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Kanji for father?

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Kanji for father?

Postby TheEnglishKnitter » Wed 06.08.2011 8:15 am

I have just started learning Kanji using Clay Boutwell's kindle 1-100 Kanji. (Well thought out :D and it allows me to easily cover 7-10 kanji pictures a day because they are grouped cleverly and work well with mind maps, it is the meanings that I'm struggling with.)

On the one for 'father', I can't get my keyboard to work, the two dashes and then the two lines like crossed swords below. It gives 3 translations all meaning 'father' in the kindle app; fu, chichi & tou.
Fine (but a challenge to learn, I'm big on 1:1 correspondance!

HOWEVER; I am also revising my kana using Japanese for busy people and they give 'otousan' as 'father'. :?

Is 'otousan' the same dash and crossed swords type kanji?
Do some of the earlier translations from the kindle book, mean Dad or papa and not 'father'?

OR, will it all become obvious to me in the future, and if I just shut up and stick with it the world of Japanese will become clear?

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Re: Kanji for father?

Postby micahcowan » Wed 06.08.2011 4:06 pm

The "tou" reading you saw in your Kindle app, is the "tou" of otousan.

As with most readings, the surrounding kana (called "okurigana") is important to determine the right reading for something. You may be pleased to learn that when 父 is used in the word "otousan", it's written お父さん, so the reading is clear. Often, in addition to the immediate okurigana, the surrounding words are needed to determine a character's reading (but that's not the case here)

When you see the character by itself, 父, it's ちち. The ふ reading you got is the ON reading, and so is used mainly in compound words. For instance, 祖父 (そふ, grandfather), 父性 (ふせい, fatherhood/paternity) or 父母 (ふぼ, mother-and-father, also read as ちちはは).

So you can see, most readings are pretty obvious from their context. Some aren't, and you just have to learn those as you encounter them. Especially when some words are based only on the characters' meanings, and not on their innate readings (like 今日/きょう・大人/おとな・上手い/うまい).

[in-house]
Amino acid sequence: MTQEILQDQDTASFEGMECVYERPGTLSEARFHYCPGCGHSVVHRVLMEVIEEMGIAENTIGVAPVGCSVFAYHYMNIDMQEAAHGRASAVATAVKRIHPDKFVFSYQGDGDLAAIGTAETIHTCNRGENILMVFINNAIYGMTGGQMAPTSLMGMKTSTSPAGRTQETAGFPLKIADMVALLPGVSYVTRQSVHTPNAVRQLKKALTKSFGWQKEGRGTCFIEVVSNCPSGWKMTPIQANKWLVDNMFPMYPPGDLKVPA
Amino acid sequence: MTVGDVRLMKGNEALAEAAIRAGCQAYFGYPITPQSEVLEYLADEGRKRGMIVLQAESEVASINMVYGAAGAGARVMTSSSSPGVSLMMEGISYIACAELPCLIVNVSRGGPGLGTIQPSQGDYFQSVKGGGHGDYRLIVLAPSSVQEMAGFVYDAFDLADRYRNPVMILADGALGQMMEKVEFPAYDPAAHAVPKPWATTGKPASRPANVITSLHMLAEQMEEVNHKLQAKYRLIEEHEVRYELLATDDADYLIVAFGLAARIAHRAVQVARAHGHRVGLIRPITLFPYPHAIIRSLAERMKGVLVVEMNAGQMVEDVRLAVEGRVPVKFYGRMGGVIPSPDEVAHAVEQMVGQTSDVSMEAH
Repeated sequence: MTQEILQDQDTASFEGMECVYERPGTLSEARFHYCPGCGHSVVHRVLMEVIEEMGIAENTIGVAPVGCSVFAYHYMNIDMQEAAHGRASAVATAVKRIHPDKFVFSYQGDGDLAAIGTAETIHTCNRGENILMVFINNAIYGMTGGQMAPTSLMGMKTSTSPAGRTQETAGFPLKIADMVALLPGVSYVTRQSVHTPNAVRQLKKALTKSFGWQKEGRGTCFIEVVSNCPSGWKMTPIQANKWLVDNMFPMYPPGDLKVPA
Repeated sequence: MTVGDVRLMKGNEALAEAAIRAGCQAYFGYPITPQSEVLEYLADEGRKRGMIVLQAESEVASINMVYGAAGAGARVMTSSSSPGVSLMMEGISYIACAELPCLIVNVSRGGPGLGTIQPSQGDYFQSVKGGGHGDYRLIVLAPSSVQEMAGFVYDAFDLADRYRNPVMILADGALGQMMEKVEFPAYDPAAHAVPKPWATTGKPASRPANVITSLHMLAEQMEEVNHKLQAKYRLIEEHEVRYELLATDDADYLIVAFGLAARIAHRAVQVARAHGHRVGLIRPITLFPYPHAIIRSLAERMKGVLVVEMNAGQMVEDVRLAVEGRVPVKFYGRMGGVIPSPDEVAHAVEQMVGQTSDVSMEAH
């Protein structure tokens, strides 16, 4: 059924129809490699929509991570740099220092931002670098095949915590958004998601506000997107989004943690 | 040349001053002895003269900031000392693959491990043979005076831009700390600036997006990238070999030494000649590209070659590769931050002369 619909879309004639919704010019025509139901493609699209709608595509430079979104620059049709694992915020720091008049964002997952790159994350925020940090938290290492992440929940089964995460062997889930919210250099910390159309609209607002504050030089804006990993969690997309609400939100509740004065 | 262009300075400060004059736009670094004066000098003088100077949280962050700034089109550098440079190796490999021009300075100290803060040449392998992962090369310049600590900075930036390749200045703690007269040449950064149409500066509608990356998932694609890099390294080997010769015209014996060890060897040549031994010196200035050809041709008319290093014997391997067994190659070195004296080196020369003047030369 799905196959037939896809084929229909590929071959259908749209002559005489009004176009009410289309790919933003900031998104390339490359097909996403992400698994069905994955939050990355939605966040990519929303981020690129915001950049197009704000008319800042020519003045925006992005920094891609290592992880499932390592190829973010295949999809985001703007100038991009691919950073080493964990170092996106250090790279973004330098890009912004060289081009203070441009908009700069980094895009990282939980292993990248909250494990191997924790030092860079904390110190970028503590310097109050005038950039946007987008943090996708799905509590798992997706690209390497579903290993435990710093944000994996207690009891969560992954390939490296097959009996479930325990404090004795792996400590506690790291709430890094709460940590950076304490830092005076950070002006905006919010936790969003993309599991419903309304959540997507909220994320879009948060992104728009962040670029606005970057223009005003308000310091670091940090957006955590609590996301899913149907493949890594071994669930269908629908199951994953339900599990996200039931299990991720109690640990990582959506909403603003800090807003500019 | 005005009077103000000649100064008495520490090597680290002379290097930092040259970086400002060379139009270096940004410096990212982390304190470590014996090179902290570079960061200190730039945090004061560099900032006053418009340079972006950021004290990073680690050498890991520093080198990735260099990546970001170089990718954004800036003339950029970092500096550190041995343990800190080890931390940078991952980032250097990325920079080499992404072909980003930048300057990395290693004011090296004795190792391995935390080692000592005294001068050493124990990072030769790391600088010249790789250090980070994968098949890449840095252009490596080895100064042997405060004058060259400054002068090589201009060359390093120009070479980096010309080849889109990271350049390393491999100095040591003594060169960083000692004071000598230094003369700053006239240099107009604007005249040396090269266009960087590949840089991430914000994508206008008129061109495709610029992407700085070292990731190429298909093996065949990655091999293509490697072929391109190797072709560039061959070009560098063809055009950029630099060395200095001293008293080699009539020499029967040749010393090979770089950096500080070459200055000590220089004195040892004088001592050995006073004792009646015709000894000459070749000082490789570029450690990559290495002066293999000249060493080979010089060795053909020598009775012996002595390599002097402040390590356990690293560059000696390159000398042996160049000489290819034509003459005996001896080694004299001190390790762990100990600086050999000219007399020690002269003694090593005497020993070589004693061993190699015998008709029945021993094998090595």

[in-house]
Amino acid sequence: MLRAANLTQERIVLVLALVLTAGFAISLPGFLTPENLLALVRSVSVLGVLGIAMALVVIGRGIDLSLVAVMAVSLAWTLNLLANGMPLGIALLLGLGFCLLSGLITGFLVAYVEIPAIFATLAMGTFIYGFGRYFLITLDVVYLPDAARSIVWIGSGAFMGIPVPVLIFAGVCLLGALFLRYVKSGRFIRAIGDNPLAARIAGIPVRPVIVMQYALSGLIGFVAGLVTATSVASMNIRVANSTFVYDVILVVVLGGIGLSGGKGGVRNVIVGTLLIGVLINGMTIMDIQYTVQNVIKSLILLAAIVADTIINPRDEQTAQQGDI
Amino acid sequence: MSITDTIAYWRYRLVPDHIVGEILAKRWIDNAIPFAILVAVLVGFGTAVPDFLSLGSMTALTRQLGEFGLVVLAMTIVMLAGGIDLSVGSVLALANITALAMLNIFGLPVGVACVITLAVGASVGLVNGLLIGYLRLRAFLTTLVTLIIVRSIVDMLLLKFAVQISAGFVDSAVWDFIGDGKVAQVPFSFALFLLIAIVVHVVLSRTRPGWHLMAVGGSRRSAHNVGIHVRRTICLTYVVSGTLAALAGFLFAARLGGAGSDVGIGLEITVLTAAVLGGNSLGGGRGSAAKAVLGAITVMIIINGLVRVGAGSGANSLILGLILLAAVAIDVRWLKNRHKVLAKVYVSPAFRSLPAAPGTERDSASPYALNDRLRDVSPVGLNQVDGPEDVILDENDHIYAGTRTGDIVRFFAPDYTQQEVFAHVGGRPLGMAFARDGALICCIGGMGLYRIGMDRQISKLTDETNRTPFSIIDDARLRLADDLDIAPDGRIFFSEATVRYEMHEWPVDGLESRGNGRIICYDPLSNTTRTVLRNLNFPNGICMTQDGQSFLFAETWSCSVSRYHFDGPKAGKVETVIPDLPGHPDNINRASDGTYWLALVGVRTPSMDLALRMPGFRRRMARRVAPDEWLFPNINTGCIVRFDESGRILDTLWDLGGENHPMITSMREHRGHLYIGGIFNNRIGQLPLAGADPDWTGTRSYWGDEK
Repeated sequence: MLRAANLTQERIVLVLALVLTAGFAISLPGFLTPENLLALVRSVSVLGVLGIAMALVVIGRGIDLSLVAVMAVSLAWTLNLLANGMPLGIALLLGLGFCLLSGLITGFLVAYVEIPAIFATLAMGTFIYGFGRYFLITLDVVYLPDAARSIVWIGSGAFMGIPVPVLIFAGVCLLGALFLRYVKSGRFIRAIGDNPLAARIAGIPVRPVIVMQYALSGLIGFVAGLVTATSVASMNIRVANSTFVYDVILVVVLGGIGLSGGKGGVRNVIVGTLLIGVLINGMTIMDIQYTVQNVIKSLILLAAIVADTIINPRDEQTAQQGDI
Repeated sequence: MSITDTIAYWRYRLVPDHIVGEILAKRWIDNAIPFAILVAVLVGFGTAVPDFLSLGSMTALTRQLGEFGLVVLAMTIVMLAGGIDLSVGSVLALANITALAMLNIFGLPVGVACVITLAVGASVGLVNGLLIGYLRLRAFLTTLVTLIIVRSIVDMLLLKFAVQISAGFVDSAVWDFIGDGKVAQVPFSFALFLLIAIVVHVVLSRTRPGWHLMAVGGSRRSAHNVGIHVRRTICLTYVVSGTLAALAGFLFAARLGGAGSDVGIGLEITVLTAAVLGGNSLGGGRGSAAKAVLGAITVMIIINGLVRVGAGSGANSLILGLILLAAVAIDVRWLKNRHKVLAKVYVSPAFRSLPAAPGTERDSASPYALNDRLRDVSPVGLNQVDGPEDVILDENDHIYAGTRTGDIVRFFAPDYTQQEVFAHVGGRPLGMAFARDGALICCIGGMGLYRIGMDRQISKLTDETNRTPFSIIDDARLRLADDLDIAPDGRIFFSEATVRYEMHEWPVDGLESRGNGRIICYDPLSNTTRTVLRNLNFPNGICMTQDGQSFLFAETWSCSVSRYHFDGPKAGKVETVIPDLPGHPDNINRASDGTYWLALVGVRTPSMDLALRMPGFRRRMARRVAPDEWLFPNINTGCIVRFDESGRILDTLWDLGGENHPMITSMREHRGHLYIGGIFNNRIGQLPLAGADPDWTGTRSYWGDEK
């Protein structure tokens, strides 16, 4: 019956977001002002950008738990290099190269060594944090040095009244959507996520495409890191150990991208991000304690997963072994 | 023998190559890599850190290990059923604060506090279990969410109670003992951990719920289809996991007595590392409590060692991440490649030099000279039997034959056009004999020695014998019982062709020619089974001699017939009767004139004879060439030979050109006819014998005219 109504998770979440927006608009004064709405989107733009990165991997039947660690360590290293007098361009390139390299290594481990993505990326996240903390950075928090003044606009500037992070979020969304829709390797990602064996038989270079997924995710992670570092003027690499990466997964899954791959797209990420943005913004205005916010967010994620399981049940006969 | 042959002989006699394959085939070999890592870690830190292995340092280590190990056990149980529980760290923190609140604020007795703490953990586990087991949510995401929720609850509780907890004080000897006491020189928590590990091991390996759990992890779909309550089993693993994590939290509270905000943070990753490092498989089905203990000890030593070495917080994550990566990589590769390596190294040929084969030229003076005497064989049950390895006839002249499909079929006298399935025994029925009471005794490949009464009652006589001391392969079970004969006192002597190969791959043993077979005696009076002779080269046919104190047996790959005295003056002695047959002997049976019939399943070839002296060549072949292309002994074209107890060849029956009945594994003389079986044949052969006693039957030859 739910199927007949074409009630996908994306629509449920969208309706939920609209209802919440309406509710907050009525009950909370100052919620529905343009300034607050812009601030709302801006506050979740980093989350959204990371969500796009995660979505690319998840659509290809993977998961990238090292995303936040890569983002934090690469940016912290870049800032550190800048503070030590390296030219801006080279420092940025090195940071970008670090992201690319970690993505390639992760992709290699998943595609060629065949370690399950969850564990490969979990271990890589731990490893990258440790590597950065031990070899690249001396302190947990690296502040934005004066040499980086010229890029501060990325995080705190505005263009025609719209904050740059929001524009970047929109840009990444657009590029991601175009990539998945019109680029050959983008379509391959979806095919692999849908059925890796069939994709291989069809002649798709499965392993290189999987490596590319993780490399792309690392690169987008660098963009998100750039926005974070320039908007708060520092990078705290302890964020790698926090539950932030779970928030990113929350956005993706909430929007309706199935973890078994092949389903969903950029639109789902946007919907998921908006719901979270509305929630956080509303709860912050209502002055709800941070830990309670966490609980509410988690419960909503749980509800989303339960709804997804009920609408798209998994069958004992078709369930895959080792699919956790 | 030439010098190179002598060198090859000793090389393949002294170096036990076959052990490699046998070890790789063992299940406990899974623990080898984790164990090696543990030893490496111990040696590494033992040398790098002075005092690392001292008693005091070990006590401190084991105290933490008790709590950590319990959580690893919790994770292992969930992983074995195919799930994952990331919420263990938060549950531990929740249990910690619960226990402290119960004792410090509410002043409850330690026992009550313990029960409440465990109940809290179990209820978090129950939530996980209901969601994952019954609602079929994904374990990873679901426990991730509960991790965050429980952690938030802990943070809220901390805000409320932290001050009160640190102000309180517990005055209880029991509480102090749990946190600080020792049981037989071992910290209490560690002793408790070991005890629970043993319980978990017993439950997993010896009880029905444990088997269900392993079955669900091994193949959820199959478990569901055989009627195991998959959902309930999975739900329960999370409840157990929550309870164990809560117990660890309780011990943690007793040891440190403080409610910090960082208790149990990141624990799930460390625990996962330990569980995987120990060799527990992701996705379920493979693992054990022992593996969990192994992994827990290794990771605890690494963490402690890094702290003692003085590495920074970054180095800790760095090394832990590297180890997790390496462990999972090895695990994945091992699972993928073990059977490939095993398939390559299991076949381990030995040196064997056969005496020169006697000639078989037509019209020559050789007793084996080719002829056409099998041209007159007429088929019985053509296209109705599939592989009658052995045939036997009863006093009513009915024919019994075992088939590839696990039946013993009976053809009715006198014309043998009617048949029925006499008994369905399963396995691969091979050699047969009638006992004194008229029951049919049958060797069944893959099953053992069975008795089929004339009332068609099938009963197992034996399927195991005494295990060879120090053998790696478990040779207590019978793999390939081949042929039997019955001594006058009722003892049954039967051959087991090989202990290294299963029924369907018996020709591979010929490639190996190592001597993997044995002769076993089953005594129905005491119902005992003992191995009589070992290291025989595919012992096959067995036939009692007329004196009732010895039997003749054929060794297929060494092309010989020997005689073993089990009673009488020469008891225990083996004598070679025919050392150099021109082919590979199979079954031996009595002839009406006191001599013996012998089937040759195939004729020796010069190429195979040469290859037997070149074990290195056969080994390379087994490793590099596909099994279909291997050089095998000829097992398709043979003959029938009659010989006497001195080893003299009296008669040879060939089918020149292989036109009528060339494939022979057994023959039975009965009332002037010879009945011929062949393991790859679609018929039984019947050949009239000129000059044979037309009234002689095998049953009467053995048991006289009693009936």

Hope that helps.
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Re: Kanji for father?

Postby TheEnglishKnitter » Thu 06.09.2011 7:28 am

OK, I think I get it.
The 'o' in 'otousan' is the polite 'o' prefix like in okane, ohashi or ocha
& the 'san' is the polite suffix for names.

Your note helped me figure out looking it up and only the 'chichi' brought up the kanji on the iphone keypad so I think I will figure out which kana brings up the kanji fastest on the keypad and learn that as a 1:1 correspondance. I will be able to map on additional pronunciations later when I start to learn compound words.

Thanks your advice was really useful. As for the kana, it is a quick revision book and I think it is probably best not to get bogged down in learning, so I'll stick to translating and revising the kana rather than trying to learn the novel vocabulary. Hopefully that way I will be able to stay on track.
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Re: Kanji for father?

Postby NileCat » Thu 06.09.2011 11:49 am

TheEnglishKnitter wrote:OK, I think I get it.
The 'o' in 'otousan' is the polite 'o' prefix like in okane, ohashi or ocha
& the 'san' is the polite suffix for names.

In the archaic Japanese, ‘toto’ meant father as well.
‘toto’ + ‘sama’ was used to address father: toto-sama. The pronunciation was altered to ‘tou-sama’ in the long run. And they added the prefix ‘o’: o-tou-sama. And more casual suffix was ‘san’: o-tou-san.

とと+さま = 父様 + 御 → おとうさま(ん) → it’s renderd お父さん today (because the kanji originally had a concept/pronunciation of 'toto')

What I find it interesting is that both ‘chichi’ and ‘toto’ are made of a repeat of two simple sounds. It makes me wonder why you say ‘pa-pa’ or ‘da-da’?